The Instructor broke into song and then moved to my hair and started to demonstrate how to cut fine hair with the student watching close. “Yeah, I’m learning, I’m learning” he said. At this time the school became very chaotic, the older Hispanic lady and two rather large teens who had been sitting patiently on what may have been old-style school chairs got up and collected one of the young men, a few others came by to talk to the instructor or the student, one guy asked the instructor if he could get the name of the church he had talked about but he said he had already given it to his dad, “cause I talk to him every week.” As the room cleared out, it was just myself and my friend in the chairs, our respective student barbers, the instructor, and another person who seemed responsible for the place since he was sweeping up and checking the equipment but had the authority in his good nature that he was involved in running this school.
Like any other work environment when the day is done, even if it isn’t officially done, the talk moves to a more casual tone, and while they obeyed the printed signs explaining “THIS IS A SCHOOL NOT A BARBER SHOP NO PROFANITY.” The conversation went fast and covered the price of drinks in clubs, the defining moment when all men became “scrubs” the type of women in clubs who expect a man to buy them drinks, “and I told her, I thought you were going to buy me a drink, I mean, I’m worth it, to which she just growled” and he pantomimed a woman in disgust with a curled upper lip poorly walking away in high heels.
“I been married twenty years, I ask her I want Frosted Flakes, with extra sugar, and she gives me Cap’n Crunch and doesn’t even pick the crunchberries out of it.”
The spirited discussion of sorts continued, there was a lot of hands being moved through my hair, my friend got up from his cut and the instructor said, “OK, let me run my fingers through your hair,” which was not a joke because he got his comb and checked the work of his student, calling over the other student to also learn what the cut felt like. “I don’t think I’ve ever had so many men running their fingers through my hair,” my friend joked outside.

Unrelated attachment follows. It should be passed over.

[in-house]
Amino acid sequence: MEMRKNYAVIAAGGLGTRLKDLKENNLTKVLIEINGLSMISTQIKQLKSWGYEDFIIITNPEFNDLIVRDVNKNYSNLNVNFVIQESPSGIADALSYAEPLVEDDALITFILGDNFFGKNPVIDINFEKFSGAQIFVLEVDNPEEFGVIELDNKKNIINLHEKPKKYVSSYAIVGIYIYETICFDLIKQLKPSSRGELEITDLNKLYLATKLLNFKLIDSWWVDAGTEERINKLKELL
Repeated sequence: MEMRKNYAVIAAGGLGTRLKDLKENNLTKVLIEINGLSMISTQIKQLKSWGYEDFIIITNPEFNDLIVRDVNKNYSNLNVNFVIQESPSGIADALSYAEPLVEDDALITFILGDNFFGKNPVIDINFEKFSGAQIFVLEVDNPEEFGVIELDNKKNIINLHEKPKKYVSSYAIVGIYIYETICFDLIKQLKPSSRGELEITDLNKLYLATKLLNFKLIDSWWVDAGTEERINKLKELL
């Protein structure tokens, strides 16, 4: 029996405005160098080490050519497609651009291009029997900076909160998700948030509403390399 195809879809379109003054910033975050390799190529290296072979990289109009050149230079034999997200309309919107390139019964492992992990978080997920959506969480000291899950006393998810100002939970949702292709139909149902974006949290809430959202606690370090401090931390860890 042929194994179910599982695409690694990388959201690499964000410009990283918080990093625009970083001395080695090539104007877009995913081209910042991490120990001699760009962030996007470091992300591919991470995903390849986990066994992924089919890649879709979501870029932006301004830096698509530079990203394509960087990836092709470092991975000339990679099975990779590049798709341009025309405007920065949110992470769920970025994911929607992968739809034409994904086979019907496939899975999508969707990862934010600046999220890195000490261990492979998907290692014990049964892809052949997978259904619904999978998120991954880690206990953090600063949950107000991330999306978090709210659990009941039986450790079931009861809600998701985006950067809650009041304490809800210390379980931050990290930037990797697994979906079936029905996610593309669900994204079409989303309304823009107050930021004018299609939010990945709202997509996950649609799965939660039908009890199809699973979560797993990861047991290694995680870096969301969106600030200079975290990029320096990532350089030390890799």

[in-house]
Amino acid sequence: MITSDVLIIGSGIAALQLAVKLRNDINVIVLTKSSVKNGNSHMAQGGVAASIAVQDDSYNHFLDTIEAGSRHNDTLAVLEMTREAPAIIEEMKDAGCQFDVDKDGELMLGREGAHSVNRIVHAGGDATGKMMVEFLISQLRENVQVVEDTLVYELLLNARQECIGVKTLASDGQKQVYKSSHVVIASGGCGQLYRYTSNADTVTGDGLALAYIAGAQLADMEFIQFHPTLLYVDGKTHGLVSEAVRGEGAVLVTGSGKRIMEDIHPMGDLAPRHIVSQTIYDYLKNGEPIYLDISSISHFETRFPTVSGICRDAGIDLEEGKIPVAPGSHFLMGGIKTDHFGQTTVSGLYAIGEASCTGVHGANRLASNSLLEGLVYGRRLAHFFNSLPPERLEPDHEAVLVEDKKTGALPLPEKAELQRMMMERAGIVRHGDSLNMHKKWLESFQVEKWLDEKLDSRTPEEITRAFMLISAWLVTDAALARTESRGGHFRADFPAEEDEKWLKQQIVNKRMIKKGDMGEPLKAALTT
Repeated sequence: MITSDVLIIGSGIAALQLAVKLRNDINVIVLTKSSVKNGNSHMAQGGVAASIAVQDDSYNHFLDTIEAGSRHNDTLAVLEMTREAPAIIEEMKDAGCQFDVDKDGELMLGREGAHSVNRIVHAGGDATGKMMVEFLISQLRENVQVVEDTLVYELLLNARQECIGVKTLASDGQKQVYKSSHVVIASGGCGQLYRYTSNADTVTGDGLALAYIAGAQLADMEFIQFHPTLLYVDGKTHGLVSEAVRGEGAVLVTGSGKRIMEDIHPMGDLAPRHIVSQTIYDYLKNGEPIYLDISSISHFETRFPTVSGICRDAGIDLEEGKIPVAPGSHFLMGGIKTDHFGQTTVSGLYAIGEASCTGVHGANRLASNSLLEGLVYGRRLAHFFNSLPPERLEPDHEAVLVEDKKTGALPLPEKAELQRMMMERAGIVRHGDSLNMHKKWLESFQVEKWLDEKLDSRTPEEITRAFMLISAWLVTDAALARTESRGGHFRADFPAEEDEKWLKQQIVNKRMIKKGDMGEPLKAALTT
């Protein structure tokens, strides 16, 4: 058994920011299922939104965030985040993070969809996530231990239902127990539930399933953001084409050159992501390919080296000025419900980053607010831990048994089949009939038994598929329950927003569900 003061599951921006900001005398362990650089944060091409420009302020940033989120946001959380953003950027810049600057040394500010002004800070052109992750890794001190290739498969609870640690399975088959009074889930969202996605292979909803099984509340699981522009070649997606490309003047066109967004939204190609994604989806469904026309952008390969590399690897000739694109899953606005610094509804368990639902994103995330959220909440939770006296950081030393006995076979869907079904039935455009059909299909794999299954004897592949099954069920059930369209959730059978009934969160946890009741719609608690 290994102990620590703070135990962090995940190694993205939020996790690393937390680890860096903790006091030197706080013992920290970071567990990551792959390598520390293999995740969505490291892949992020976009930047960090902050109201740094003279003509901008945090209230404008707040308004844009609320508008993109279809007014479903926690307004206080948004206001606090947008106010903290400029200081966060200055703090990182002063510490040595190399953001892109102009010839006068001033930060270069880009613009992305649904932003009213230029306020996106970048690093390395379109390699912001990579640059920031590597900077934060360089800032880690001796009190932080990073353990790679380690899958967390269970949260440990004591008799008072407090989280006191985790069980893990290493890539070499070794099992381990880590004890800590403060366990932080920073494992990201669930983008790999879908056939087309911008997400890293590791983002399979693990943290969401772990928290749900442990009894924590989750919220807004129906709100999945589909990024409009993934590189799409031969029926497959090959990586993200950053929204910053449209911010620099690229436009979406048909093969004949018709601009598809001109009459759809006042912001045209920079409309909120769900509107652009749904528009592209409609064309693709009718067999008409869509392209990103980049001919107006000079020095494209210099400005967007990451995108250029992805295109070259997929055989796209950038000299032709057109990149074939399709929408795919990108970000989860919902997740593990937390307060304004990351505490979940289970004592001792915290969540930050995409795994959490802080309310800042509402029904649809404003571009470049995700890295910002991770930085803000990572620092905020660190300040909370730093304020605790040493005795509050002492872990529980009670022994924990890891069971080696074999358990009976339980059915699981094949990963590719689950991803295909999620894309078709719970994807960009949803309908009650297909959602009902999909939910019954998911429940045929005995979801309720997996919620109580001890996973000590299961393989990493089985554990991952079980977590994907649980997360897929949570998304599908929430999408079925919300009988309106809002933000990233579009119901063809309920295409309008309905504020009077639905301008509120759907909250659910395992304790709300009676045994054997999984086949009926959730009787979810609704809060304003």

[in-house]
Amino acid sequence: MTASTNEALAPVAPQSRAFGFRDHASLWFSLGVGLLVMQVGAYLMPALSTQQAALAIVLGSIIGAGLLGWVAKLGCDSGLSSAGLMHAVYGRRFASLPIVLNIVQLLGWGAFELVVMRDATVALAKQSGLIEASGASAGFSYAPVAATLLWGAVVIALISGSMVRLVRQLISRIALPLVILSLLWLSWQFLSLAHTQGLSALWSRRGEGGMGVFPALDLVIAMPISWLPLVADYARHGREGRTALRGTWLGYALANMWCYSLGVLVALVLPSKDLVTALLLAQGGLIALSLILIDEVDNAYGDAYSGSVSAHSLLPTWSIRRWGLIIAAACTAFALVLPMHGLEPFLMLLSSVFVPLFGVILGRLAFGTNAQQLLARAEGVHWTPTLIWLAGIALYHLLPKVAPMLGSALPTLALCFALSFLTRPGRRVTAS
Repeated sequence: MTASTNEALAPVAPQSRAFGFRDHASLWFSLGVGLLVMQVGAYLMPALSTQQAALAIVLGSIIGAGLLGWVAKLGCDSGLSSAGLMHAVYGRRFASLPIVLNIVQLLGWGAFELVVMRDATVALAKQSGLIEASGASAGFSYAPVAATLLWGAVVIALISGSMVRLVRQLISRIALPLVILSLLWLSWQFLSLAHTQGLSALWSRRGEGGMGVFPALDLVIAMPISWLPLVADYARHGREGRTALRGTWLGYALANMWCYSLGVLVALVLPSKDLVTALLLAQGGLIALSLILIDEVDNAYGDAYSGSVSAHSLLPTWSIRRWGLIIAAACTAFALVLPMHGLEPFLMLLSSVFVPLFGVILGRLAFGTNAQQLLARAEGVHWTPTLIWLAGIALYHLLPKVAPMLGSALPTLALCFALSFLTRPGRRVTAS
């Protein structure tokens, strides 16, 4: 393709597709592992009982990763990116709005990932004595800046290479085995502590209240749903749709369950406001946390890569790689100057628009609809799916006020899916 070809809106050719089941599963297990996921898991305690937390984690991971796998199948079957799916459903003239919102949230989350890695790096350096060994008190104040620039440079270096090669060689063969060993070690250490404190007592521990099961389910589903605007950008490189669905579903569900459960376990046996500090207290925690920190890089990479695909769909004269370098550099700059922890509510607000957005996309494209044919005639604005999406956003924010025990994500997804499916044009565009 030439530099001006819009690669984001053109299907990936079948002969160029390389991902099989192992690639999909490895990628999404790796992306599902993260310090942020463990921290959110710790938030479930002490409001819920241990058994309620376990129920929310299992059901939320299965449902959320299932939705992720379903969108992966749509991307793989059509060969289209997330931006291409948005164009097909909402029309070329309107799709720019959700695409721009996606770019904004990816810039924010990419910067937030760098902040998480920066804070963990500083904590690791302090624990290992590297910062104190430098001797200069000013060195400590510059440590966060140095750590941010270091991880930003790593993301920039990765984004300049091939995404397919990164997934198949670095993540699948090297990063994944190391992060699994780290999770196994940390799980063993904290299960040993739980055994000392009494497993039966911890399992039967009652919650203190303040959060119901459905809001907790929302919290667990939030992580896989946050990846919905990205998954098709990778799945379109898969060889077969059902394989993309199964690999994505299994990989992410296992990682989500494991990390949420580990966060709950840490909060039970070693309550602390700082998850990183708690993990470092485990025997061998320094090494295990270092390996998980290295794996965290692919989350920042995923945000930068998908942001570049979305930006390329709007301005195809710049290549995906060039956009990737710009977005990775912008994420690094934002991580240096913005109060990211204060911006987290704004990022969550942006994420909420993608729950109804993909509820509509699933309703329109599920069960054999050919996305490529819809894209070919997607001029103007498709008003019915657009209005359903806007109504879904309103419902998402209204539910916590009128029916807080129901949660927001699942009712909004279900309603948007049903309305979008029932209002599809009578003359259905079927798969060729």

We paid the bill, tipped our barbers and joked about how our new looks would impact our prospects in reproduction. Leaving the school, we returned to the warm evening, and had to hurry since I had a train to take to leave Tucson for LA in order to make my train to Portland and continue to see if the American landscape would indeed connect between this barber chair and whatever I was to do in Beervana.
While it seemed that the building that had for so many years that had housed a school was at least in that room being put to use, it seems strange that the old school now housed an old school style barber who played old school music as students learned the ins and outs of cutting white hair, gray hair, and fine hair. Do the many school closings in the city reflect more opportunity, or was the community robbed of a resource of this school and the many others that have been closed down or replaced with charter schools? The instructor appeared genuinely interested in this students and their lives. Cutting hair had made him a very rich man, and he was passing on those skills. Does this differ from people of other backgrounds taking the train out here and WOOFing, learning to microbrew, or tucking in their Liberal Arts education to do something with their hands. Perhaps schools as they are have become outdated, because they don’t teach the sorts of skill we need, the ones that impact our lives, the skills we need to build an environment to live in, feed ourselves and others, especially when the lights go out or the Internet snaps in two.
I made the train and left the city of cool music venues, college campus construction, water problems, fun bars and restaurants that appear to be abandoned on the outside but make the best burritos, and so many involved people trying to create life in a new way, whether farming or creating art, or learning to cut hair. I went and had a $6 beer at the train station bar to celebrate my $5 haircut. This may be perhaps the best haircut I have gotten in a long time, even if one side was a little uneven and the front sticks up a bit more than usual. And I think…
Like a can of beer that’s sweeter than honey
Like a millionaire that has no money
Like a rainy day that is not wet
Like a gamblin fiend that does not bet
Like dracula with out his fangs
Like the boogie to the boogie without the boogie ban